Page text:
Can one of the world's grandest mountain ranges also hold the memories of a country, including wrenching brutality and loss?
Acclaimed Chilean filmmaker Patricio Guzmán takes on the world’s longest cordillera, or mountain range — specifically the high Andes peaks that delineate the Chile-Argentina border — in a new documentary about the victims of the late Augusto Pinochet’s brutal dictatorship, as well as the ongoing protests that are shaking Chile today.
“If the rocks of the cordillera could speak, they would speak of the blood that ran over them,” the award-winning Chilean documentarian says in a voiceover during his new movie “The Cordillera of Dreams,” which won the 2019 best documentary prize at the Cannes Film Festival and will kick off a national release in the United States after premiering Wednesday at the IFC Center in New York.
The filmmaker refers to the paver stones on the streets of the country's capital, Santiago, which are cut from the mountain range. Viewers will see close-ups of plaques inserted in between these stones with the names of Pinochet’s victims engraved on them. More than 40,000 people were victims of human rights violations including torture from the regime, with more than 3,000 reported missing.
The Andes are often described as a reptile-like backbone that cut over 5,000 miles through seven South American countries — Venezuela, Colombia, Ecuador, Perú, Bolivia, Chile and Argentina. This has both protected and isolated Chile from the rest of the world, says Guzmán.
“The cordillera is a wall, a natural border that surrounds Chile entirely. Beyond it is the world. And just 100 kilometers west from the mountain range is the infinite ocean,” he told NBC News in a phone interview. “So Chile has been created, born and developed differently from other countries in this narrow corridor. There is something very specific about the cordillera, the closure, the restricted language, the silence, and the inward mentality, that makes Chile different from other places.”
Memory and loss are common themes in Guzmán’s documentaries. The filmmaker is most famous for his three-part “Battle of Chile,” which chronicles the political tensions and the violent military coup that overthrew Chile's democratically elected socialist president Salvador Allende in 1973.
The acclaimed series has become a must-see classic for many students of Latin American history. Guzmán continues to explore those themes in “The Cordillera of Dreams,” documenting how the past still lives in the present and influences younger generations today.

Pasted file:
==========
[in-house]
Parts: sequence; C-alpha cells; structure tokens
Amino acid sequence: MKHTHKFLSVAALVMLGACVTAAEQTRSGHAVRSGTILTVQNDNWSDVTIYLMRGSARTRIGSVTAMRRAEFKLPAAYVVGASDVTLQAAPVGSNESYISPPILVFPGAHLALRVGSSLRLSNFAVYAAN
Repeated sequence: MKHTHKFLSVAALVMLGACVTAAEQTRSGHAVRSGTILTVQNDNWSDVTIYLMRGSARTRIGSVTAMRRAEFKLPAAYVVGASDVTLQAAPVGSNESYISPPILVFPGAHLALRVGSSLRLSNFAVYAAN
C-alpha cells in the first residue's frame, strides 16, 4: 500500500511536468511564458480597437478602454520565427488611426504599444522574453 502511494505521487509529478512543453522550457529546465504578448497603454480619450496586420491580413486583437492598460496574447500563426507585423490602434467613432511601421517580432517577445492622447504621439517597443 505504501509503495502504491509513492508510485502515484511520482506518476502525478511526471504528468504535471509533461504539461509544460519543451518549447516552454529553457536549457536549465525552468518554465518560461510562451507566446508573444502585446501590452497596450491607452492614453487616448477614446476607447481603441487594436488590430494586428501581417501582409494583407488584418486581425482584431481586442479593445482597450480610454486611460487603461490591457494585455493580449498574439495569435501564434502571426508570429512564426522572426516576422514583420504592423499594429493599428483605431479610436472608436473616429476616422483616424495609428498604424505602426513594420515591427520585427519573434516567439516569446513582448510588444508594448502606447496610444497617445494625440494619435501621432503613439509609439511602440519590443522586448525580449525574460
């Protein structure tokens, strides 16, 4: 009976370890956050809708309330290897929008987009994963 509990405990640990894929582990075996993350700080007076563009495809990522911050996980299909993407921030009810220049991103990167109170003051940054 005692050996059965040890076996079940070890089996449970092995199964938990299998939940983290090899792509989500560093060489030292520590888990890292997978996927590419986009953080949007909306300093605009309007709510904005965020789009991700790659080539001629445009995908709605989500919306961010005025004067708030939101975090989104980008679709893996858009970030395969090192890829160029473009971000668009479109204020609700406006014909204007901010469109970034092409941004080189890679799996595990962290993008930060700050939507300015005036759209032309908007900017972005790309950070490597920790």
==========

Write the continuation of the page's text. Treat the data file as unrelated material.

He said the violent 1973 coup caused "mass disorientation" in the people who lived it, and produced a huge void in the country. Forty years later, "people are taking to the streets to sing hymns from the left that are over four decades old. It’s like the country is waking up from a very long dream,” Guzmán said.
“The Cordillera of Dreams” points out how Pinochet’s regime adopted an economic model derived from the "Chicago School" free-market theories of the American economist and 1976 Nobel laureate Milton Friedman. At present, the country is being rocked by protests over what many see as mass inequalities and steep costs for those at the lower rungs of the economic ladder.
Guzmán says the majority of Chileans supported Allende’s progressive values. The filmmaker uses the Andes to represent that neglected majority.
During a moment of introspection in the film, the Chilean sculptor Francisco Gazitúa reflects on how the mountains represent 80 percent of Chile’s territory, and how Chileans have an obligation to take care of it.
“A country that leaves 80 percent of its territory abandoned is not viable,” the sculptor says on camera. “This country must take care of its cordillera. It must take care of 80 percent of itself.”
As for Guzmán, while geography can be a natural barrier between countries and cultures, the Andes can also be a gateway that calls on the viewer to explore what lies behind it.
“The cordillera is like all other mountains in the world. There are many different secrets hidden inside of it,” he said. “But while it has a geographic element, it also has a deeper spiritual element that can transform the mountains into a metaphor, a door or gateway into the dreams, history, food and culture of Chile and other countries today.”